Although it may seem that “the central mistake of sex discrimination law is the disaggregation of sex from gender,” as some scholars argue, there is another major obstacle to protecting transgender individuals from discrimination in the United States: religious freedom.[21] That value is what the Detroit judge in GR Harris Funeral Homes clung to even more than the fact that gender discrimination is not federally protected. The court held that because the funeral home owner “believed that a person’s sex is a ‘God-given gift,’” forcing the funeral home owner to employ a transgender individual “would impose a substantial burden on its ability to conduct business in accordance with its sincerely-held beliefs.”[22] However, the funeral home was apparently a secular funeral home that served all denominations. As such, members of American Civil Liberties Union fear that this case presents a slippery slope.[23] Following the judge’s reasoning, “[a]ny individual employer can cite their own religious beliefs to discriminate.”[24]

So, it seems that if the United States court system would simply move away from the semantic debate and focus on substantive questions of discrimination like the Canada court system does, transgender individuals would be treated equally, but the reality is that there is a much greater barrier to the protection of transgender individuals than semantics. Transgender citizens will likely be subject to employment discrimination unless the parameter of our religious freedom protections is redefined.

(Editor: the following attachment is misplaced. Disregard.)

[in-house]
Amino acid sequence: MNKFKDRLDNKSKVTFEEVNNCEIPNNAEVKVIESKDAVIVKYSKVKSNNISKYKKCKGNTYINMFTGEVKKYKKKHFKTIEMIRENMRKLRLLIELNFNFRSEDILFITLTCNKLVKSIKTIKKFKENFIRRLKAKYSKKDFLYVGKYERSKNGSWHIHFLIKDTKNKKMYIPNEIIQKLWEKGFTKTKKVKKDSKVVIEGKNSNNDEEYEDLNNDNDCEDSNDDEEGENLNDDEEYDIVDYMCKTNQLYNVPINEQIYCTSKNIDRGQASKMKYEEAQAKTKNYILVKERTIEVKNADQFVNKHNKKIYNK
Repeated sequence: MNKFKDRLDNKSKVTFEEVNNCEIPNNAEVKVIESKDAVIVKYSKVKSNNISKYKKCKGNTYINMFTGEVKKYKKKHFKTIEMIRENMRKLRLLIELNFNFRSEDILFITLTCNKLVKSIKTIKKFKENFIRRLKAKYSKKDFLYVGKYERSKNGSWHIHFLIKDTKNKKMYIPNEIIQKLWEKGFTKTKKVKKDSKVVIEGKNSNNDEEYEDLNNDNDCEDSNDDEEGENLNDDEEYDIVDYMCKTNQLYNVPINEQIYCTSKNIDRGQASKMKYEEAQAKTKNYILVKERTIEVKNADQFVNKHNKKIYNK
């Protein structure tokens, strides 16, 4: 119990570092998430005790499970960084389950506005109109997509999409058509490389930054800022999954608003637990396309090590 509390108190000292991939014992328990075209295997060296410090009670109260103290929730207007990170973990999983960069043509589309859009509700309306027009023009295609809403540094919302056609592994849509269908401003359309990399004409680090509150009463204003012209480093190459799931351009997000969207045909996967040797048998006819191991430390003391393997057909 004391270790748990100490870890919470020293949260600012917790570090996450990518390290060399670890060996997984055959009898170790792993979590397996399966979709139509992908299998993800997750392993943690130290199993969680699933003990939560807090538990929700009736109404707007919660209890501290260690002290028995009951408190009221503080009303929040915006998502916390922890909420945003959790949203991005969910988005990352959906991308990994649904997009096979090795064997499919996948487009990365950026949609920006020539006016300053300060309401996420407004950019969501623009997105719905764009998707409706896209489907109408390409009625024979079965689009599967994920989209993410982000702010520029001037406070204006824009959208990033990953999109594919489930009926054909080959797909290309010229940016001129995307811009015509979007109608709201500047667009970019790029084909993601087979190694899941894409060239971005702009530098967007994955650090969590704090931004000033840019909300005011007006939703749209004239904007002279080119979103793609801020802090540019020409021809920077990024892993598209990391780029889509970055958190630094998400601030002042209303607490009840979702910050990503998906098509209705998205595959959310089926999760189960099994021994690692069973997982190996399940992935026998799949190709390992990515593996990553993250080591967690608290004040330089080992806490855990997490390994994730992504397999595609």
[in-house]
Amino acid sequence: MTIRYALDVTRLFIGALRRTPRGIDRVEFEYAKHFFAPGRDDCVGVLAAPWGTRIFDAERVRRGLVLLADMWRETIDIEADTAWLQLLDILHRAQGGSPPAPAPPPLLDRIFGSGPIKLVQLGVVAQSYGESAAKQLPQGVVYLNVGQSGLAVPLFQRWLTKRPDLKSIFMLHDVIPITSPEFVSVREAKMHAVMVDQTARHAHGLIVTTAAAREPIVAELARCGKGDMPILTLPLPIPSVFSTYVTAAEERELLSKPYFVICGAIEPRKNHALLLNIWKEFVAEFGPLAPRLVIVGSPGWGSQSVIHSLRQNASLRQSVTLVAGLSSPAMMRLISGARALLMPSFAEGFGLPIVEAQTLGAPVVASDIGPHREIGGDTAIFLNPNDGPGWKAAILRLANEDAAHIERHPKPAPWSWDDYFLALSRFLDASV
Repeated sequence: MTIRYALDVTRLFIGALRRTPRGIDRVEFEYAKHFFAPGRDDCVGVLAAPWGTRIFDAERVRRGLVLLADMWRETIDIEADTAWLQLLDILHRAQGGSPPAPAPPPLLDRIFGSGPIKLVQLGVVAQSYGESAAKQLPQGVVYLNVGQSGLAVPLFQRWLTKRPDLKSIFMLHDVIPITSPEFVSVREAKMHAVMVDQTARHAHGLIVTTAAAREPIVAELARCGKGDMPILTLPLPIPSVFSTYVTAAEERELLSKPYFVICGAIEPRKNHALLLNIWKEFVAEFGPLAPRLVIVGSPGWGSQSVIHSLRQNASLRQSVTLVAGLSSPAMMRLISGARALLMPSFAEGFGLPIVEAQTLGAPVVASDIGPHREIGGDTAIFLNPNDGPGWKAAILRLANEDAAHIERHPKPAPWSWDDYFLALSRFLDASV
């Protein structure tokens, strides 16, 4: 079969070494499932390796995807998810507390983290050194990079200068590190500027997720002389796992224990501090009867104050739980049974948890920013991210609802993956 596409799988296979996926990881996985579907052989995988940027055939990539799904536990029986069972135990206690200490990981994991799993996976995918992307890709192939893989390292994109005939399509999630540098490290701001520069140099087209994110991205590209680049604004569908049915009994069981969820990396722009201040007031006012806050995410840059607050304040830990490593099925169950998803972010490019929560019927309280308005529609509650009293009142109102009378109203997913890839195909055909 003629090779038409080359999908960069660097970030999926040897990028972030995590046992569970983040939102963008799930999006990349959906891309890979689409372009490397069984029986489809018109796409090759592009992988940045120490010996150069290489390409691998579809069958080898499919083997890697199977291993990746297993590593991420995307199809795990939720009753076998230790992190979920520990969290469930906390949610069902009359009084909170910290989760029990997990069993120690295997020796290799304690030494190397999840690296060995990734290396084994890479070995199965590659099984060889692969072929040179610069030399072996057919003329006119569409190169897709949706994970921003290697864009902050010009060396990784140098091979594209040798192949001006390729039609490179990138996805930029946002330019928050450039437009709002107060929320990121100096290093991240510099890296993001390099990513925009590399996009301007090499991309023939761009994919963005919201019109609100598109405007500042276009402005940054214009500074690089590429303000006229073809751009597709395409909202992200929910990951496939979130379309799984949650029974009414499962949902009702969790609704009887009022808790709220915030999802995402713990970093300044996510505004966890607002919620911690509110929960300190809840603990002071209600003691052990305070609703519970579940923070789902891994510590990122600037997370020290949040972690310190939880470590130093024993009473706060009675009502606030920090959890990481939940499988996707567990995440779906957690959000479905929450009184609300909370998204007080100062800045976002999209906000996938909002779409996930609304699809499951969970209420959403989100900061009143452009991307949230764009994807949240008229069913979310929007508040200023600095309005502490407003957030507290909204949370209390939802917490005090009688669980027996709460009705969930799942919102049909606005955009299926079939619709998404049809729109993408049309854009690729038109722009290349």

* * * * *

[1] Alan Freeman, A New Transgender Rights Bill May Take Canada in a Different Direction, Wash Post (May 17, 2016) https://www.washingtonpost.com/news/worldviews/wp/2016/05/17/keeping-campaign-promise-justin-trudeau-moves-to-protect-transgender-canadians/

[2] Tresa Baldas, Federal Court Upholds Firing of Transgender Funeral Director, Detroit Free Press (Aug. 18, 2016) http://www.freep.com/story/news/local/michigan/2016/08/18/federal-firing-transgender-funeral-director/88949892/

[3] Id.

[4] Freeman, supra note 1.

[5]  Tamsyn Burgmann, B.C. Officially Includes Transgender People in Human Rights Code, The Canadian Press (July 20, 2016) http://www.huffingtonpost.ca/2016/07/20/bc-transgender-protection_n_11093156.html

[6] Id.

[7] Michael Pinard, Collateral Consequences of Criminal Convictions: Confronting Issues of Rage and Dignity, 85 N.Y.U. L. Rev. 457, 483 (2010).

[8] Laura Grenfell, Embracing Law’s Categories: Anti-Discrimination Laws and Transgenderism, 15 Yale J.L. & Feminism 51 (2003).

[9] Id.

[10] Id.

[11] Holloway v. Arthur Anderson, 566 F.2d 659, 662 (1977).

[12] Id.

[13] World Health Organization, http://apps.who.int/gender/whatisgender/en/

[14] Grenfell, supra note 8.

[15] Baldas, supra note 2.

[16] Grenfell, supra note 8.

[17] Id.

[18] Id.

[19] Id.

[20] Id.

[21] Id.

[22] Baldas, supra note 2.

[23] Id.

[24] Id.